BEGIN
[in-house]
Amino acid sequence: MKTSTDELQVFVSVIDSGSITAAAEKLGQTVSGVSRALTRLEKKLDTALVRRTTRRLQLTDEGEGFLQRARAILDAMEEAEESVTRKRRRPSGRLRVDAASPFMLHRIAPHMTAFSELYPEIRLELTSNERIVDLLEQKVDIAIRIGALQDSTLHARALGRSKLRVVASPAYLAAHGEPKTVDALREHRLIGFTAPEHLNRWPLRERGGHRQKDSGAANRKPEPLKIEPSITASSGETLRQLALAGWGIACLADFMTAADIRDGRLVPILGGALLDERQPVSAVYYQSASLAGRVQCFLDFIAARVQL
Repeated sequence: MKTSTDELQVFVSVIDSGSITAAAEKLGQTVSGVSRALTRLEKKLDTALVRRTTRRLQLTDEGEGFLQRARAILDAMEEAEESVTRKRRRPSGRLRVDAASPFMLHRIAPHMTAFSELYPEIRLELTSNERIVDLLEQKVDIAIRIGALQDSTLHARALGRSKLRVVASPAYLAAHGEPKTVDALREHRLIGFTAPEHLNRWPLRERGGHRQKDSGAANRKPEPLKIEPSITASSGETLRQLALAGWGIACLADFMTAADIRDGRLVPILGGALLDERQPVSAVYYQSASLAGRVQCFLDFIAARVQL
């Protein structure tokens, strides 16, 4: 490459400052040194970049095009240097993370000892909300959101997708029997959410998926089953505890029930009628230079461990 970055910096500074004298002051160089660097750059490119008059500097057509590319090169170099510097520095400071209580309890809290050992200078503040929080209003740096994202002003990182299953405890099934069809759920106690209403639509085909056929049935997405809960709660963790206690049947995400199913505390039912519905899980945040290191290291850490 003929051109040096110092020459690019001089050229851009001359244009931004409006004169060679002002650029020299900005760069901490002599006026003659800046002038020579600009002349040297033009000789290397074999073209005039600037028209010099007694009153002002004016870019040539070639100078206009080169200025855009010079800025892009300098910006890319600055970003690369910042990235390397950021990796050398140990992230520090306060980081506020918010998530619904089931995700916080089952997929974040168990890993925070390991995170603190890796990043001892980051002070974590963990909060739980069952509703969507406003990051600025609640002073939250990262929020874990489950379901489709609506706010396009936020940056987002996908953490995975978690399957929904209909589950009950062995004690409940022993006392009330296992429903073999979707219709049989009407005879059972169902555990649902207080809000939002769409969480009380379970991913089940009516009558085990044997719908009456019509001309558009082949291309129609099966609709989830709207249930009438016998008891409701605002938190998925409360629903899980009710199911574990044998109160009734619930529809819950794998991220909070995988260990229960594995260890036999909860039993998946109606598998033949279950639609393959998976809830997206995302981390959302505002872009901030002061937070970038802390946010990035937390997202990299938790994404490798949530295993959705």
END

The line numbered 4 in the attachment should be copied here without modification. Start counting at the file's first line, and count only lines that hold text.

């Protein structure tokens, strides 16, 4: 490459400052040194970049095009240097993370000892909300959101997708029997959410998926089953505890029930009628230079461990 970055910096500074004298002051160089660097750059490119008059500097057509590319090169170099510097520095400071209580309890809290050992200078503040929080209003740096994202002003990182299953405890099934069809759920106690209403639509085909056929049935997405809960709660963790206690049947995400199913505390039912519905899980945040290191290291850490 003929051109040096110092020459690019001089050229851009001359244009931004409006004169060679002002650029020299900005760069901490002599006026003659800046002038020579600009002349040297033009000789290397074999073209005039600037028209010099007694009153002002004016870019040539070639100078206009080169200025855009010079800025892009300098910006890319600055970003690369910042990235390397950021990796050398140990992230520090306060980081506020918010998530619904089931995700916080089952997929974040168990890993925070390991995170603190890796990043001892980051002070974590963990909060739980069952509703969507406003990051600025609640002073939250990262929020874990489950379901489709609506706010396009936020940056987002996908953490995975978690399957929904209909589950009950062995004690409940022993006392009330296992429903073999979707219709049989009407005879059972169902555990649902207080809000939002769409969480009380379970991913089940009516009558085990044997719908009456019509001309558009082949291309129609099966609709989830709207249930009438016998008891409701605002938190998925409360629903899980009710199911574990044998109160009734619930529809819950794998991220909070995988260990229960594995260890036999909860039993998946109606598998033949279950639609393959998976809830997206995302981390959302505002872009901030002061937070970038802390946010990035937390997202990299938790994404490798949530295993959705």